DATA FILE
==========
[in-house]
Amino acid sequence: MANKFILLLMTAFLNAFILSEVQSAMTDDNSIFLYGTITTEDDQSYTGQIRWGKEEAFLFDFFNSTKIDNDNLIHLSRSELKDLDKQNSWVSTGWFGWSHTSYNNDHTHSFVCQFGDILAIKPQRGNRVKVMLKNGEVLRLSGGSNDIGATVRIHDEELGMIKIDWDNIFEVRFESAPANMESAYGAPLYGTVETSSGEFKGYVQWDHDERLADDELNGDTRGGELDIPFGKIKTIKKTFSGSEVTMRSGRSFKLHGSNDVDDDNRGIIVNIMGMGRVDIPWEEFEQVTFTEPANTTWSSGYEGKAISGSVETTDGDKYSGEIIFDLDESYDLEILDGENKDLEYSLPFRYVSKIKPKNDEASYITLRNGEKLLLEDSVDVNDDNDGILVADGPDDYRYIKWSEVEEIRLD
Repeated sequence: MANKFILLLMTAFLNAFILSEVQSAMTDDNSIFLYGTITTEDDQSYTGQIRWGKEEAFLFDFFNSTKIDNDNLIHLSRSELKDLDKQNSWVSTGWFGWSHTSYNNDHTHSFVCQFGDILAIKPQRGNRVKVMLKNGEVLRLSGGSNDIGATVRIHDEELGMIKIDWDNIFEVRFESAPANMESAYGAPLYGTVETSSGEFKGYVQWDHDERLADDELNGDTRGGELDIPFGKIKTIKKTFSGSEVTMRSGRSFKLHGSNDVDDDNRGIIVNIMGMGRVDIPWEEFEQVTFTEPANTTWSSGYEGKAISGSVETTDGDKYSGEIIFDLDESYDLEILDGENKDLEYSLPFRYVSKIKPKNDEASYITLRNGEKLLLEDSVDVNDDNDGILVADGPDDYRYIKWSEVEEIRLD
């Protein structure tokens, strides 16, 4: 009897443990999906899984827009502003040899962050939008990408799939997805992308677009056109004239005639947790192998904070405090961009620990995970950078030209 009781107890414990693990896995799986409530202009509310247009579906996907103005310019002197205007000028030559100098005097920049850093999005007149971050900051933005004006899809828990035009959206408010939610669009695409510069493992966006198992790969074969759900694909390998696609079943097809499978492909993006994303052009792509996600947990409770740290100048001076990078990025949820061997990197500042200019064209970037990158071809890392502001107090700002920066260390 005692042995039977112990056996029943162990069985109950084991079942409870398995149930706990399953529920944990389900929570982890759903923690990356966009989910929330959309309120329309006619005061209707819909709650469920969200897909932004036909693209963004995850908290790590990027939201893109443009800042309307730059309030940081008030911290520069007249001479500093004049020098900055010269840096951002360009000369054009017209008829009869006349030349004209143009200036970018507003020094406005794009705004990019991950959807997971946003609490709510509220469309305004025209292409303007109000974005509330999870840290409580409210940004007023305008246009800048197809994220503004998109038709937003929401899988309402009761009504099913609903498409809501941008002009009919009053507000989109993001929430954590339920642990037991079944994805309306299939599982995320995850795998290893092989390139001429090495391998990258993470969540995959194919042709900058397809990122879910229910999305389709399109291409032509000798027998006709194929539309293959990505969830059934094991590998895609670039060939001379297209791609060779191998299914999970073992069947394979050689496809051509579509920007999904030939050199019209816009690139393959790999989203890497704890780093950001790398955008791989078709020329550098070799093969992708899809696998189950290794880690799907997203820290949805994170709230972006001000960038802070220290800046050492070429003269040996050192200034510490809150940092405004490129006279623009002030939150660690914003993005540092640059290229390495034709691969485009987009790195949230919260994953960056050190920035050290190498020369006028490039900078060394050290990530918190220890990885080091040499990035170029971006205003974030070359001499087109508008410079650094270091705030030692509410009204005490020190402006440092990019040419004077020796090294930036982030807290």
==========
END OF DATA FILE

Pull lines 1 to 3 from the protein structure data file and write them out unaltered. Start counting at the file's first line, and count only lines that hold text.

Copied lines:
[in-house]
Amino acid sequence: MANKFILLLMTAFLNAFILSEVQSAMTDDNSIFLYGTITTEDDQSYTGQIRWGKEEAFLFDFFNSTKIDNDNLIHLSRSELKDLDKQNSWVSTGWFGWSHTSYNNDHTHSFVCQFGDILAIKPQRGNRVKVMLKNGEVLRLSGGSNDIGATVRIHDEELGMIKIDWDNIFEVRFESAPANMESAYGAPLYGTVETSSGEFKGYVQWDHDERLADDELNGDTRGGELDIPFGKIKTIKKTFSGSEVTMRSGRSFKLHGSNDVDDDNRGIIVNIMGMGRVDIPWEEFEQVTFTEPANTTWSSGYEGKAISGSVETTDGDKYSGEIIFDLDESYDLEILDGENKDLEYSLPFRYVSKIKPKNDEASYITLRNGEKLLLEDSVDVNDDNDGILVADGPDDYRYIKWSEVEEIRLD
Repeated sequence: MANKFILLLMTAFLNAFILSEVQSAMTDDNSIFLYGTITTEDDQSYTGQIRWGKEEAFLFDFFNSTKIDNDNLIHLSRSELKDLDKQNSWVSTGWFGWSHTSYNNDHTHSFVCQFGDILAIKPQRGNRVKVMLKNGEVLRLSGGSNDIGATVRIHDEELGMIKIDWDNIFEVRFESAPANMESAYGAPLYGTVETSSGEFKGYVQWDHDERLADDELNGDTRGGELDIPFGKIKTIKKTFSGSEVTMRSGRSFKLHGSNDVDDDNRGIIVNIMGMGRVDIPWEEFEQVTFTEPANTTWSSGYEGKAISGSVETTDGDKYSGEIIFDLDESYDLEILDGENKDLEYSLPFRYVSKIKPKNDEASYITLRNGEKLLLEDSVDVNDDNDGILVADGPDDYRYIKWSEVEEIRLD